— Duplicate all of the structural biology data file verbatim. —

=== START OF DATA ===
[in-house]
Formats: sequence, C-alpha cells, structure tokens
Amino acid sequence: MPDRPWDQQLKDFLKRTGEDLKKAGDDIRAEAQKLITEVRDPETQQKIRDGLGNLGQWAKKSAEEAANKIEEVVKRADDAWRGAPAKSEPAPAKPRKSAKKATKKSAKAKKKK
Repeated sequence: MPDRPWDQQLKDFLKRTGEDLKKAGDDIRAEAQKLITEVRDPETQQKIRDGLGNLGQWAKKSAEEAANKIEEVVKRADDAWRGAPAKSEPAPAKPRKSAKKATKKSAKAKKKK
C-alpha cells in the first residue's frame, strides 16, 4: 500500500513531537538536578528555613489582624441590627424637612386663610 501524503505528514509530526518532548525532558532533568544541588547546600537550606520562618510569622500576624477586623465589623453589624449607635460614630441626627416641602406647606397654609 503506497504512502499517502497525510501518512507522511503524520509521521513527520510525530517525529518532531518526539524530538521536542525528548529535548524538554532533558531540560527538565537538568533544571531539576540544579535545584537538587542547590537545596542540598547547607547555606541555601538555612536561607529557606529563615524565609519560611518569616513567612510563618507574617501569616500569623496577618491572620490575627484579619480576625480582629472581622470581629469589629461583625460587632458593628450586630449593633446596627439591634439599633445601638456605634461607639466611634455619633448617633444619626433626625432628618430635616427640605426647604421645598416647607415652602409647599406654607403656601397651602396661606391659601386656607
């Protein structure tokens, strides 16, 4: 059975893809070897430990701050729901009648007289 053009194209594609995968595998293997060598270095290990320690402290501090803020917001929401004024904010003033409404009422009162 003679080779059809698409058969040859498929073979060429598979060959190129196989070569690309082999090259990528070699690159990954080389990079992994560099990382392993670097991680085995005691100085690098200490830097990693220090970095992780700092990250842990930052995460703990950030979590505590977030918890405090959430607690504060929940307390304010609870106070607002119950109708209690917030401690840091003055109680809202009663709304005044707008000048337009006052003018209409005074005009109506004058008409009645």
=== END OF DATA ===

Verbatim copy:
[in-house]
Formats: sequence, C-alpha cells, structure tokens
Amino acid sequence: MPDRPWDQQLKDFLKRTGEDLKKAGDDIRAEAQKLITEVRDPETQQKIRDGLGNLGQWAKKSAEEAANKIEEVVKRADDAWRGAPAKSEPAPAKPRKSAKKATKKSAKAKKKK
Repeated sequence: MPDRPWDQQLKDFLKRTGEDLKKAGDDIRAEAQKLITEVRDPETQQKIRDGLGNLGQWAKKSAEEAANKIEEVVKRADDAWRGAPAKSEPAPAKPRKSAKKATKKSAKAKKKK
C-alpha cells in the first residue's frame, strides 16, 4: 500500500513531537538536578528555613489582624441590627424637612386663610 501524503505528514509530526518532548525532558532533568544541588547546600537550606520562618510569622500576624477586623465589623453589624449607635460614630441626627416641602406647606397654609 503506497504512502499517502497525510501518512507522511503524520509521521513527520510525530517525529518532531518526539524530538521536542525528548529535548524538554532533558531540560527538565537538568533544571531539576540544579535545584537538587542547590537545596542540598547547607547555606541555601538555612536561607529557606529563615524565609519560611518569616513567612510563618507574617501569616500569623496577618491572620490575627484579619480576625480582629472581622470581629469589629461583625460587632458593628450586630449593633446596627439591634439599633445601638456605634461607639466611634455619633448617633444619626433626625432628618430635616427640605426647604421645598416647607415652602409647599406654607403656601397651602396661606391659601386656607
């Protein structure tokens, strides 16, 4: 059975893809070897430990701050729901009648007289 053009194209594609995968595998293997060598270095290990320690402290501090803020917001929401004024904010003033409404009422009162 003679080779059809698409058969040859498929073979060429598979060959190129196989070569690309082999090259990528070699690159990954080389990079992994560099990382392993670097991680085995005691100085690098200490830097990693220090970095992780700092990250842990930052995460703990950030979590505590977030918890405090959430607690504060929940307390304010609870106070607002119950109708209690917030401690840091003055109680809202009663709304005044707008000048337009006052003018209409005074005009109506004058008409009645």